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Alden Whitman

April 2024
1min read


Book critic and historian; author of American Reformers

Most overrated:

John F. Kennedy. The glitz and dazzle of his Camelot conceal the false dawn of his New Frontier. It is easily forgotten that his Presidency enmeshed us irretrievably in Southeast Asia and set us on a destructive course of anti-Russian arms buildup. Moreover, the Camelot court at the White House was far more show than substance, and has in my opinion contributed to many of the delusions we now harbor about domestic peace and tranquillity.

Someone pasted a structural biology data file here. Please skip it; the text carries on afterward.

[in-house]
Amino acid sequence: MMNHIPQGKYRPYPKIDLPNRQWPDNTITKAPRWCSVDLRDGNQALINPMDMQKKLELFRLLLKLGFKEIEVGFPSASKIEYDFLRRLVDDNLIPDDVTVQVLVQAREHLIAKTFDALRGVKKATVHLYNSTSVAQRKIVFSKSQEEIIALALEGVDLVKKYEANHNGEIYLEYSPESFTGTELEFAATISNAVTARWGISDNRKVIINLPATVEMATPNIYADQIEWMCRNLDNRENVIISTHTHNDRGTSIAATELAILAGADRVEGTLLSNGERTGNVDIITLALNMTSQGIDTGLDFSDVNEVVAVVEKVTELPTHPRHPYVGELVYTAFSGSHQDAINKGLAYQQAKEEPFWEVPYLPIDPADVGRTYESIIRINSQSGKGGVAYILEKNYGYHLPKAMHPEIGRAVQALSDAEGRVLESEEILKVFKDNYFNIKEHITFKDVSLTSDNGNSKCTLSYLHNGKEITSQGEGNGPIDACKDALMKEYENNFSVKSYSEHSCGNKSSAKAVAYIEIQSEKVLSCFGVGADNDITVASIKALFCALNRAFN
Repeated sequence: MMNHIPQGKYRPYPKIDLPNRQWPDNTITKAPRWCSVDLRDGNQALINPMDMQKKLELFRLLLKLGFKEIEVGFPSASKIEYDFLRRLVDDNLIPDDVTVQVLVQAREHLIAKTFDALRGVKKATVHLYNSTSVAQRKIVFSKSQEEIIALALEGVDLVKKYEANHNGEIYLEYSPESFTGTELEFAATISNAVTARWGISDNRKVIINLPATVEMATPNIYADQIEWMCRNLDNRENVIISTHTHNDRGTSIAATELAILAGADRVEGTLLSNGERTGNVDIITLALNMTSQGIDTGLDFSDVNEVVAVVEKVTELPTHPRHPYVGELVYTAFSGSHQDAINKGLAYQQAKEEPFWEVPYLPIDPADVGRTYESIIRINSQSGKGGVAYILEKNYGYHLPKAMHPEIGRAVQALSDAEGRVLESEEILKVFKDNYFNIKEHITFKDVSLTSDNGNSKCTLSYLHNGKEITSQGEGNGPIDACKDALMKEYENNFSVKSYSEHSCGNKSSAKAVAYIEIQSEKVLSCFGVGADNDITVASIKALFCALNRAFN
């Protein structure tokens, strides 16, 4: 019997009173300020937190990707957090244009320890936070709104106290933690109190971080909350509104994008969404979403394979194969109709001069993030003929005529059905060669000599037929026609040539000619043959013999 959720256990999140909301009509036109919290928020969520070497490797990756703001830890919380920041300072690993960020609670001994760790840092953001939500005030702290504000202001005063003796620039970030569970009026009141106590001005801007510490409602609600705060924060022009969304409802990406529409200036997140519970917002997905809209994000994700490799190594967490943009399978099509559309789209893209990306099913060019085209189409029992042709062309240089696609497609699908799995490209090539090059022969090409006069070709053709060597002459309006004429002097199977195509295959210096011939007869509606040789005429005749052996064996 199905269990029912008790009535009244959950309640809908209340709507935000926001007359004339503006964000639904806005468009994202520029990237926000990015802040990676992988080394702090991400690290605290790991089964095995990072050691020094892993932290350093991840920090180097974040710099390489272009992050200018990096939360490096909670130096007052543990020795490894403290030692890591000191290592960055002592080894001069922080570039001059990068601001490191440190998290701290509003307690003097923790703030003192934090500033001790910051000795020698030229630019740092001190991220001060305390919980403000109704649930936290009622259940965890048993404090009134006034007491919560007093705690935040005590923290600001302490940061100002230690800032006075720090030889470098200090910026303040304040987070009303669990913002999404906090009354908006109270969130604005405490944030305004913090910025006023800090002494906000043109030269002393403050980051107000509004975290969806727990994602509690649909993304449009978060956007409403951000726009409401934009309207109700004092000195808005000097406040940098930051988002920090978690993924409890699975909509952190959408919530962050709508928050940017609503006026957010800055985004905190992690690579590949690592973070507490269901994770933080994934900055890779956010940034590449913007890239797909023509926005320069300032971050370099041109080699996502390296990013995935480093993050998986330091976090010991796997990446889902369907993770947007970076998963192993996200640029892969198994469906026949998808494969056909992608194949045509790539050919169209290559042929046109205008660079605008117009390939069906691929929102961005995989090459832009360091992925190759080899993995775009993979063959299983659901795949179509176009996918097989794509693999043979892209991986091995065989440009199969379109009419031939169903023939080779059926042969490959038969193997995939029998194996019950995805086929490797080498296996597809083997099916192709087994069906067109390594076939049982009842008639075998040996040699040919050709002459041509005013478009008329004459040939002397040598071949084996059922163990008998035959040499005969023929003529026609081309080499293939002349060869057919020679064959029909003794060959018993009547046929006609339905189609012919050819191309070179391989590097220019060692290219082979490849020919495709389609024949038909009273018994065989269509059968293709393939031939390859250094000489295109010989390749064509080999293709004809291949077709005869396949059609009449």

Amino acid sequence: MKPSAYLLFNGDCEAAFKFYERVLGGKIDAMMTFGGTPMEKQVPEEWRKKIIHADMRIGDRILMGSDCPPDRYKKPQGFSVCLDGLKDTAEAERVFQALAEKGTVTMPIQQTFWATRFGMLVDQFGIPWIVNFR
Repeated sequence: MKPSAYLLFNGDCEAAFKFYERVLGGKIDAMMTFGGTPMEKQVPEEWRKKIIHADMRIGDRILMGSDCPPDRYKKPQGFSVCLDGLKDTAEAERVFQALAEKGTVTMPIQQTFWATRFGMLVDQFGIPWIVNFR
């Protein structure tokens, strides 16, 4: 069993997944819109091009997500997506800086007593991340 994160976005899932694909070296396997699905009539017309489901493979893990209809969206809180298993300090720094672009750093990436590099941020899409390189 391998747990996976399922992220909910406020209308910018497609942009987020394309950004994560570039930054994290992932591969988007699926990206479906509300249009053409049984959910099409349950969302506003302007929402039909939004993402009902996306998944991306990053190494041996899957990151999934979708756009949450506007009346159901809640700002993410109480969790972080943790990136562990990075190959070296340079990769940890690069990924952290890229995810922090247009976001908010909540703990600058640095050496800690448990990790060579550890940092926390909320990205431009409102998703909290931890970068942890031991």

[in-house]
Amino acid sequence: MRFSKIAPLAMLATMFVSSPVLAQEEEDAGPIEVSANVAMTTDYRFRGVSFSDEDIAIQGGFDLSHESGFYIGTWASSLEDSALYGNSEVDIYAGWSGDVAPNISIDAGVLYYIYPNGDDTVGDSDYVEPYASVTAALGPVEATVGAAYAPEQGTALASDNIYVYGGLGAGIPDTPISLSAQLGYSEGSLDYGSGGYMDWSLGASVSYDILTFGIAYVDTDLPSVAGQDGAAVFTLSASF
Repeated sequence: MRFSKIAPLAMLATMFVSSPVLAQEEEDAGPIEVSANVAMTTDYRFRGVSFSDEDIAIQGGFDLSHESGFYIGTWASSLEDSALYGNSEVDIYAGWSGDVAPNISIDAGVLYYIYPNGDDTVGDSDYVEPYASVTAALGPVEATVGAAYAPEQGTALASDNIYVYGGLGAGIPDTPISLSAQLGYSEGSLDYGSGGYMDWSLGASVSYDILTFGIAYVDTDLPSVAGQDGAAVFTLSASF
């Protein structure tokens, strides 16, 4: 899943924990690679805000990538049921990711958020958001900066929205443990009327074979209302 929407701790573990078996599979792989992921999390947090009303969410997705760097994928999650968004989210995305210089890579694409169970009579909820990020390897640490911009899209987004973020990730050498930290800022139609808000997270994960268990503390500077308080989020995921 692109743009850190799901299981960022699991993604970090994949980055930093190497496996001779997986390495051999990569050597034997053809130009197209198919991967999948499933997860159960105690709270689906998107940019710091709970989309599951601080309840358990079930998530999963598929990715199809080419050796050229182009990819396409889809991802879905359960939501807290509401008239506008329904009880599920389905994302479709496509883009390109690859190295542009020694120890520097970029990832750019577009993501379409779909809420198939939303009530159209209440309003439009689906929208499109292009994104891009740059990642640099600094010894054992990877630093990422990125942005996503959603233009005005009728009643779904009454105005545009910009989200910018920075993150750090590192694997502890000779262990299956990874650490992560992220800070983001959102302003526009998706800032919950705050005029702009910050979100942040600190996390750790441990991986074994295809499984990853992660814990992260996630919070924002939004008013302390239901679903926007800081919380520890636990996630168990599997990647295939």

Most underrated:

Wendell Phillips (1811-1884). Often regarded as merely an accomplished orator, he typifies the great reform concerns of his century, to which he contributed generative ideas. These concerns, which make him a representative personality, include antislavery; women’s rights, going beyond the ballot inequality; and workers’ rights, including the eight-hour day and unions to buffer the effects of rapid industrialization. He also supported penal reform and humane treatment for the mentally disturbed. The “Brahmin radical,” as Phillips has often been called, is almost totally neglected in our schools and colleges, and there is no adequate current biography. He richly merits rediscovery and fresh laurels for his ideas about the nature of a democratic United States.

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